In ports with garbage disposal facilities, garbage disposal should be carried out in accordance with the vessel’s Garbage Management Plan.

    Garbage includes

  • ship’s domestic waste
  • wrappings from provisions and stores delivered on board
  • remnants and sweepings from the cargo holds.

    The prevention of pollution by garbage is covered by MARPOL 73/78 Annex V. The Master and his/her officers are advised to refer to Annex V for a detailed definition of “garbage”.

    F. Pollution by ballast water
    Ballast water from vessels is one of the major sources of the global introduction and spread of harmful aquatic organism and pathogens.

    On 1 December 1997, the IMO Assembly adopted Guidelines for the Control and Management of Ship’s Ballast Water to Minimize the Transfer of Harmful Aquatic Organism and Pathogens (A20/Res.868).

    On the basis of this resolution and the US National Invasive Species Act of 1996, the US Coast Guard introduced both regulations and voluntary guidelines on 1 July 1999, to control the invasion of aquatic organism and pathogens which

  • amend existing regulations for the Great Lakes Ecosystem
  • establish voluntary ballast water management guidelines for all US waters
  • establish mandatory reporting for nearly all vessels entering US waters.

    A Master trading to the US or areas where similar regulations are in force should make enquiries with the local agents before entering the relevant Exclusive Economic Zone (200 nautical miles) regarding how to comply with the ballast treatment programme in force.

    The Master should ensure that he/she is familiar with all relevant local and international requirements in force. Certain port States have imposed significant control procedures, detentions and fines on vessels discharging ballast water in their jurisdictions. For example, ballast water cannot be discharged in some countries without permission and the authorities in others often impose large fines for discharges of clean water.

    G. Air pollution
    Air pollution is caused by deficiencies in vessels’ exhaust pipe filters when burning heavy fuel oils. Air pollution from exhaust gases is said to contribute to global warming and can only be reduced by achieving a more efficient combustion of fuel oils.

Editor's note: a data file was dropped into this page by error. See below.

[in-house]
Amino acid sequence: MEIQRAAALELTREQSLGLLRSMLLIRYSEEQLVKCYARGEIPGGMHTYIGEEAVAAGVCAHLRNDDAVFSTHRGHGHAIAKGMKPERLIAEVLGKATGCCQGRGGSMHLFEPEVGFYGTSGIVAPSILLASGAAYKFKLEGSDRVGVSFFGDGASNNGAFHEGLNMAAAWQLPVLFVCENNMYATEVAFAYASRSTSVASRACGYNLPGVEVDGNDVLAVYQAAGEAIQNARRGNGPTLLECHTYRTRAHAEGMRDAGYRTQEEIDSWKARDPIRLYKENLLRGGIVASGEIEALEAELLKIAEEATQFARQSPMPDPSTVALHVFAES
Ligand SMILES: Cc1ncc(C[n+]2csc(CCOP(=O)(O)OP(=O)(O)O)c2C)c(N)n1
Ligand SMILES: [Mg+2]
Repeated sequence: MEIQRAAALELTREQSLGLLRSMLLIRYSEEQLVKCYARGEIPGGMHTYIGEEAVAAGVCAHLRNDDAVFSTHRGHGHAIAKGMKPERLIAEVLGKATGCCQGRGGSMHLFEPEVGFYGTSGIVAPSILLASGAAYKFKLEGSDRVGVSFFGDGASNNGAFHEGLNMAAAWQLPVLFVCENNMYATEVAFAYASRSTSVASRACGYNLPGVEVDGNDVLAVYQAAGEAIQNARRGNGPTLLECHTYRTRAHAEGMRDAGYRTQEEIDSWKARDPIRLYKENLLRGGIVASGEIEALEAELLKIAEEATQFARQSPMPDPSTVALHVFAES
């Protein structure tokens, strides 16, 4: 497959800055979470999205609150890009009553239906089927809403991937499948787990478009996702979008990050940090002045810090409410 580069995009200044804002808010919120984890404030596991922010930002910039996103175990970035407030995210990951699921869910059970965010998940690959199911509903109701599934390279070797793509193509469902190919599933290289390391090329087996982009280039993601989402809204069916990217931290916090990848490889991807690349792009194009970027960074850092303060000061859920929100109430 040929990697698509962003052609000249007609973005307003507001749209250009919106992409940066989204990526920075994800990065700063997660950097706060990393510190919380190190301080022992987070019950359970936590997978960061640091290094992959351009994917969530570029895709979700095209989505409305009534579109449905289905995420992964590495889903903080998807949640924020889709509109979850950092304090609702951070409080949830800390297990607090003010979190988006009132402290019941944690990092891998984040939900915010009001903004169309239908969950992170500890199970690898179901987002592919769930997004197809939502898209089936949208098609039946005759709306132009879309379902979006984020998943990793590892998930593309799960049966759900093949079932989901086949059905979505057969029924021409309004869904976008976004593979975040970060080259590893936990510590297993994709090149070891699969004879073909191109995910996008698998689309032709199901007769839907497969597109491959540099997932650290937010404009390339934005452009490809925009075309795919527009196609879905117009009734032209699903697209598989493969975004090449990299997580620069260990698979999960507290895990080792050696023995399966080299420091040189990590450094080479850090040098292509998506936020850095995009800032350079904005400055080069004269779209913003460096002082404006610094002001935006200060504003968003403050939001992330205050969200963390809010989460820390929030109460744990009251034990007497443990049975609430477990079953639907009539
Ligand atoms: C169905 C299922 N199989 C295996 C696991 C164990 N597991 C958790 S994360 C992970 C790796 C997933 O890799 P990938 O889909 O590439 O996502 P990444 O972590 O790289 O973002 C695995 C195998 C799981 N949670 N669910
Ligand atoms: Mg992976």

Although less prevalent today, pollution of air by soot from the ship’s funnel may still occur. In such instances, the consequences are often far reaching as soot particles can be carried for miles and damage third party property. Furthermore, clean-up is labour intensive and thus costly.

    Annex VI to MARPOL 73/78 sets out regulations for the prevention of air pollution and came into force on 19 May 2005. The Master, his/her officers and engineers are advised to consider and comply with MARPOL 73/78 as well as any national regulations.

    In April 1999, the European Union (EU) issued a directive (1999/32/EC) which came into force on 1 July 2002, stating that a sulphur cap is in place on inland use of middle distillate fuels with a similar cap being placed on the marine use of such products. In summary, the directive puts a sulphur cap on all grades of fuel within Table 1 of ISO 82171996. The EU directive includes a sulphur cap of 0.2 per cent by mass on marine diesel oil (MDO).

    This EU directive places considerable restrictions on the use of MDO, particularly for transit between EU ports. Therefore, the Master, his/her officers and engineers should ensure that he/she has up to date information on the specific requirements of the EU which may be more stringent than those under MARPOL, Annex VI.